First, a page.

To open a restaurant takes a strong desire and the willingness to put everything you have on the line—everything. Naha, the restaurant owned by my cousin Michael Nahabedian and me, is the culmination of years of being in the only business I have ever known.
One can say this about American waitresses: despite their enormous numbers and their daily presence in American life, and despite all the stereotypes they carry (along with pad, towel, crumber, corkscrew, and tray), they have been overlooked and understudied.
As I donned my apron on the morning of October 7, 1989, and joined my fellow apprentices in the kitchen of the Ratshaus—the Mayor’s Office and Town Hall in Plauen, East Germany—I knew that I would be prepping for the most elaborate meal of my young career: the feast commemorating the fortieth anniversary of the Deutsche Demokratische Republik (DDR).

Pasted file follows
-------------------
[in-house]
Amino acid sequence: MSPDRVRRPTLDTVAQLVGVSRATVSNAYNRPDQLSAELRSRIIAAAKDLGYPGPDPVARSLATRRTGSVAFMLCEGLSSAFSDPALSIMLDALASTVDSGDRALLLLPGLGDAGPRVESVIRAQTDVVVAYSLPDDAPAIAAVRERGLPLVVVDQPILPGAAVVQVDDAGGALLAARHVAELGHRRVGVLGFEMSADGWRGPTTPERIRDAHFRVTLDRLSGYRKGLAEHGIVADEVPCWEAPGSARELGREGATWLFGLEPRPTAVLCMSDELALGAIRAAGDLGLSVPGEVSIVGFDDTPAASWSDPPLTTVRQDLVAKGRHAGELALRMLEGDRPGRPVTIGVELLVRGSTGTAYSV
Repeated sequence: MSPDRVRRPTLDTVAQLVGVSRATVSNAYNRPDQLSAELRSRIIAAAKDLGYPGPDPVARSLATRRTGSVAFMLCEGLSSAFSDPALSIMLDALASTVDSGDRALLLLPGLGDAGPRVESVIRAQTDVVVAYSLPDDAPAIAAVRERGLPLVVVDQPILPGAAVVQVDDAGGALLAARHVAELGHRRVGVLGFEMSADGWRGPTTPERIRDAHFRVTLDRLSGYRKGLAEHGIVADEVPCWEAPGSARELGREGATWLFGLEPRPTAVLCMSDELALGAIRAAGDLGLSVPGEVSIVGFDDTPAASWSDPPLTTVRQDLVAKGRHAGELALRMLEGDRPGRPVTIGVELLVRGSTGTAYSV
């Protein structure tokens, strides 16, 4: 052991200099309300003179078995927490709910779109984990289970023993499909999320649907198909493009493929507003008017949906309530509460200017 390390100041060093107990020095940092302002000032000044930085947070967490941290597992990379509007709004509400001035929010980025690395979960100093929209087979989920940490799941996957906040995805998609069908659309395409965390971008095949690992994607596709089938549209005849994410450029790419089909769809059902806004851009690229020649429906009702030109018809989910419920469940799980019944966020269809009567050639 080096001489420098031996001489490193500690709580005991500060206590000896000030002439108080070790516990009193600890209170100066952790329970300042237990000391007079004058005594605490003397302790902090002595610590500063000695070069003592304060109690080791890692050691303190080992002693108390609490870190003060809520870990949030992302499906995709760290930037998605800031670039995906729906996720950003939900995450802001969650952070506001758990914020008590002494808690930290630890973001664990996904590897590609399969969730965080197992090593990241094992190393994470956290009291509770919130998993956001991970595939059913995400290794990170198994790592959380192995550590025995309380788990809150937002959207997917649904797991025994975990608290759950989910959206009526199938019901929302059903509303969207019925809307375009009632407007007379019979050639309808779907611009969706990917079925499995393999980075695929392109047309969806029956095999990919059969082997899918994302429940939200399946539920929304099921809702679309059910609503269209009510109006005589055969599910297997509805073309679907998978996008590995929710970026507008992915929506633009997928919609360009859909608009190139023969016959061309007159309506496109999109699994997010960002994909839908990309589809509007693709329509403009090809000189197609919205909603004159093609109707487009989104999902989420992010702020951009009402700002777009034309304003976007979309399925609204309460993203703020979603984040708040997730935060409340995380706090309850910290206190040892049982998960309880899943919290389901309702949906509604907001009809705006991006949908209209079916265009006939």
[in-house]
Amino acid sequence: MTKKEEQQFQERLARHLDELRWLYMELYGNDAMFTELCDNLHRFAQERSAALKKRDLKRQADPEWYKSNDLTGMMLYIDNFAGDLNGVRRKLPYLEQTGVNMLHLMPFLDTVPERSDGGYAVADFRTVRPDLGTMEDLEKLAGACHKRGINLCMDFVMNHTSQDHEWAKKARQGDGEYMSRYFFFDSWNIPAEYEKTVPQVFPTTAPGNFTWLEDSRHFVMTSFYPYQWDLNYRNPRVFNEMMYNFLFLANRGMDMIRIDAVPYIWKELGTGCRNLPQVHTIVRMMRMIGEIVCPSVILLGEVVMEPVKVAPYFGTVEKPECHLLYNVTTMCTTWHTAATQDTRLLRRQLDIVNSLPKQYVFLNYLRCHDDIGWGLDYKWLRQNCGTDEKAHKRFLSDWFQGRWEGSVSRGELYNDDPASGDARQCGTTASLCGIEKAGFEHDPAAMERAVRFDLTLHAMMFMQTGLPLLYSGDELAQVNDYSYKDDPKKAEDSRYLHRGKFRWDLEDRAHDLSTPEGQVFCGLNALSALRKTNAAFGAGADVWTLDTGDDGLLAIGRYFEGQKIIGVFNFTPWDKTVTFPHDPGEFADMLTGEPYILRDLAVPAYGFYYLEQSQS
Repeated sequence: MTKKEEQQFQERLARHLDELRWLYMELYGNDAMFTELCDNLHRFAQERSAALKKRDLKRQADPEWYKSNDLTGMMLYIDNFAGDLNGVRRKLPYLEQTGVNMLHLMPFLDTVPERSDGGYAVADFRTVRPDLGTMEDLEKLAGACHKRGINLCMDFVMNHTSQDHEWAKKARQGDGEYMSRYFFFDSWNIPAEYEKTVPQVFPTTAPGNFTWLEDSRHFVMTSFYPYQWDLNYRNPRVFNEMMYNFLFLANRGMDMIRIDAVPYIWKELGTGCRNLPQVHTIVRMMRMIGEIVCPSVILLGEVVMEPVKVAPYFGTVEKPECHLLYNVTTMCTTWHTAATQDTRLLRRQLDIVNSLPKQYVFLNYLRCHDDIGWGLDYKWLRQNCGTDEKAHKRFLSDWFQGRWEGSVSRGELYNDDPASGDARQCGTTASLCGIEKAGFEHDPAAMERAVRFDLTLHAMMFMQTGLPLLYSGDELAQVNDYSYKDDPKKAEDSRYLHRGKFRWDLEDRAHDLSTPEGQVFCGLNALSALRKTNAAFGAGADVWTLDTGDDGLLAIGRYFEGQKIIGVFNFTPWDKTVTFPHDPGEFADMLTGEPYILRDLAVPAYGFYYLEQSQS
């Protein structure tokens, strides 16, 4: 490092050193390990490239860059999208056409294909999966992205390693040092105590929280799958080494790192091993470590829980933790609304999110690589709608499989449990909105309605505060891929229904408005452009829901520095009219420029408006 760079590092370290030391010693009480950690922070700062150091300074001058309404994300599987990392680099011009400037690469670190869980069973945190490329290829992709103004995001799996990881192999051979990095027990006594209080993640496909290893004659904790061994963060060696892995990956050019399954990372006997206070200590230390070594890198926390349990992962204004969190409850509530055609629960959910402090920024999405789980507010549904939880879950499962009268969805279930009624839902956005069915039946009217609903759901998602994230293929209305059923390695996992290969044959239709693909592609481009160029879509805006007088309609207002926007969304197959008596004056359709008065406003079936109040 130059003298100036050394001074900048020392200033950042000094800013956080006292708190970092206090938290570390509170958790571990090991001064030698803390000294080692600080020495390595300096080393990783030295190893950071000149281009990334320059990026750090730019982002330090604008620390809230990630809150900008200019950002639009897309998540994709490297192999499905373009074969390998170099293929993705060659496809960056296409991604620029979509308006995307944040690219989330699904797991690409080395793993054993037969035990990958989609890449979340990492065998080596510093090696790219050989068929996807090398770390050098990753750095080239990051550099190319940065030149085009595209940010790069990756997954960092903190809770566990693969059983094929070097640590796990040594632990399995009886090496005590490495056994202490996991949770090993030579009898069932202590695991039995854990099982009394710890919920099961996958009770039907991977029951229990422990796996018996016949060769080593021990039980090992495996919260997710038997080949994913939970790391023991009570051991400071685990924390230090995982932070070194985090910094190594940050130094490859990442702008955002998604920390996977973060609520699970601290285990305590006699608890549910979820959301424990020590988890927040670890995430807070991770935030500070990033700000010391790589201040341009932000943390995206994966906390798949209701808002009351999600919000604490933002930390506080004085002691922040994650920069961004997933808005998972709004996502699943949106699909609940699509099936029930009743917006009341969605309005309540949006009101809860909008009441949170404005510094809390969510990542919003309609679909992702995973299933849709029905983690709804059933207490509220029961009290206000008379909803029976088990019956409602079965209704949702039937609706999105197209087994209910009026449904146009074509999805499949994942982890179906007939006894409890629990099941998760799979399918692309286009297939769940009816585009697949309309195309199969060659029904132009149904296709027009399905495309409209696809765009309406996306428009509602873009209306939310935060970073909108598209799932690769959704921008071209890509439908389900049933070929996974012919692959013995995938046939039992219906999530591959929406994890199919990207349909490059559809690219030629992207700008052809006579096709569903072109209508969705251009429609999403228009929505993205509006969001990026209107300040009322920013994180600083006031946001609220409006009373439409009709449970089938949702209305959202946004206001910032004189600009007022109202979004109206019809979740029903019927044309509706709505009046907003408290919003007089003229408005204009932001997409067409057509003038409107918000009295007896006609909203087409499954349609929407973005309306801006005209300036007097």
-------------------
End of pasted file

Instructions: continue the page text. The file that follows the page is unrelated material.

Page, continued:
- The March of Empire: Mangos, Avocados, and the Politics of Transfer
In fact, deliberate plant transfer into the United States dates back to the late nineteenth century, to the period when Darwinism spurred scientific interest in new typologies and in the recording of new species.
- Home Run: My Journey Back to Korean Food
I was harboring all sorts of yuppie anxieties about first-time fatherhood—the unit cost of diapers and 529 College Savings Plans chief among them. But as a Korean-American, I was also worrying about our son's cultural identity. I especially looked forward to introducing him to my culinary heritage.